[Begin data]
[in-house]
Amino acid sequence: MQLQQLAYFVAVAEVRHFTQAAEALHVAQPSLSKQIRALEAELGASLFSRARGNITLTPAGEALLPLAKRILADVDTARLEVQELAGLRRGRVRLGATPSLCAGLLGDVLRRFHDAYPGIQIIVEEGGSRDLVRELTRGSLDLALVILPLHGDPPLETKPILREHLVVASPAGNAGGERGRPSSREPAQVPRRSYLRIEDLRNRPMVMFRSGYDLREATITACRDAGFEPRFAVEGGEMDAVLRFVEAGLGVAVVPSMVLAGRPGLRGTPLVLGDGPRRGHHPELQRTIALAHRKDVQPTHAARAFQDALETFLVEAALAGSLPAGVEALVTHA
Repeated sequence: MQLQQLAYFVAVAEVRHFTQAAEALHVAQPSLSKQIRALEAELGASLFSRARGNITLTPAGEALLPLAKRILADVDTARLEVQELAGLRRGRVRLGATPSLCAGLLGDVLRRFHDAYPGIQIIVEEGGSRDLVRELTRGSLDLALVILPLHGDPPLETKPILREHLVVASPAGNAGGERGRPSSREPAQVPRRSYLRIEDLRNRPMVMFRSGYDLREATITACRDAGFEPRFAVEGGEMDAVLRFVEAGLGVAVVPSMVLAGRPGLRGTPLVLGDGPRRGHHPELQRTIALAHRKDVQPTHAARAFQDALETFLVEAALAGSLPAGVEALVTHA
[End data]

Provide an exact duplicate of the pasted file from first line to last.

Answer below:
[in-house]
Amino acid sequence: MQLQQLAYFVAVAEVRHFTQAAEALHVAQPSLSKQIRALEAELGASLFSRARGNITLTPAGEALLPLAKRILADVDTARLEVQELAGLRRGRVRLGATPSLCAGLLGDVLRRFHDAYPGIQIIVEEGGSRDLVRELTRGSLDLALVILPLHGDPPLETKPILREHLVVASPAGNAGGERGRPSSREPAQVPRRSYLRIEDLRNRPMVMFRSGYDLREATITACRDAGFEPRFAVEGGEMDAVLRFVEAGLGVAVVPSMVLAGRPGLRGTPLVLGDGPRRGHHPELQRTIALAHRKDVQPTHAARAFQDALETFLVEAALAGSLPAGVEALVTHA
Repeated sequence: MQLQQLAYFVAVAEVRHFTQAAEALHVAQPSLSKQIRALEAELGASLFSRARGNITLTPAGEALLPLAKRILADVDTARLEVQELAGLRRGRVRLGATPSLCAGLLGDVLRRFHDAYPGIQIIVEEGGSRDLVRELTRGSLDLALVILPLHGDPPLETKPILREHLVVASPAGNAGGERGRPSSREPAQVPRRSYLRIEDLRNRPMVMFRSGYDLREATITACRDAGFEPRFAVEGGEMDAVLRFVEAGLGVAVVPSMVLAGRPGLRGTPLVLGDGPRRGHHPELQRTIALAHRKDVQPTHAARAFQDALETFLVEAALAGSLPAGVEALVTHA